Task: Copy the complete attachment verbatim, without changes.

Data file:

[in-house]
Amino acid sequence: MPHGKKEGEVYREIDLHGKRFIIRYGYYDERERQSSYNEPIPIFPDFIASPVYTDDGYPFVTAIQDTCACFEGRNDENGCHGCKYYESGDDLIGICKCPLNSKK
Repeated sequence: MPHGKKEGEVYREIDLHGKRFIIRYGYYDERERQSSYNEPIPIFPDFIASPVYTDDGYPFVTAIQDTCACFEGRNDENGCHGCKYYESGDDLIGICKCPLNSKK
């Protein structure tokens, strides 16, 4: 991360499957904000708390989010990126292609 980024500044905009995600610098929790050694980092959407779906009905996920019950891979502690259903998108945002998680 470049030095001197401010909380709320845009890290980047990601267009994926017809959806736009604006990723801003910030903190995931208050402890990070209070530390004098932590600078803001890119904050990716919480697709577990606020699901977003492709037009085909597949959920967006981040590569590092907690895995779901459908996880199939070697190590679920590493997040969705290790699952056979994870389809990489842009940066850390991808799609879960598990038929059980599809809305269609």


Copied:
[in-house]
Amino acid sequence: MPHGKKEGEVYREIDLHGKRFIIRYGYYDERERQSSYNEPIPIFPDFIASPVYTDDGYPFVTAIQDTCACFEGRNDENGCHGCKYYESGDDLIGICKCPLNSKK
Repeated sequence: MPHGKKEGEVYREIDLHGKRFIIRYGYYDERERQSSYNEPIPIFPDFIASPVYTDDGYPFVTAIQDTCACFEGRNDENGCHGCKYYESGDDLIGICKCPLNSKK
């Protein structure tokens, strides 16, 4: 991360499957904000708390989010990126292609 980024500044905009995600610098929790050694980092959407779906009905996920019950891979502690259903998108945002998680 470049030095001197401010909380709320845009890290980047990601267009994926017809959806736009604006990723801003910030903190995931208050402890990070209070530390004098932590600078803001890119904050990716919480697709577990606020699901977003492709037009085909597949959920967006981040590569590092907690895995779901459908996880199939070697190590679920590493997040969705290790699952056979994870389809990489842009940066850390991808799609879960598990038929059980599809809305269609």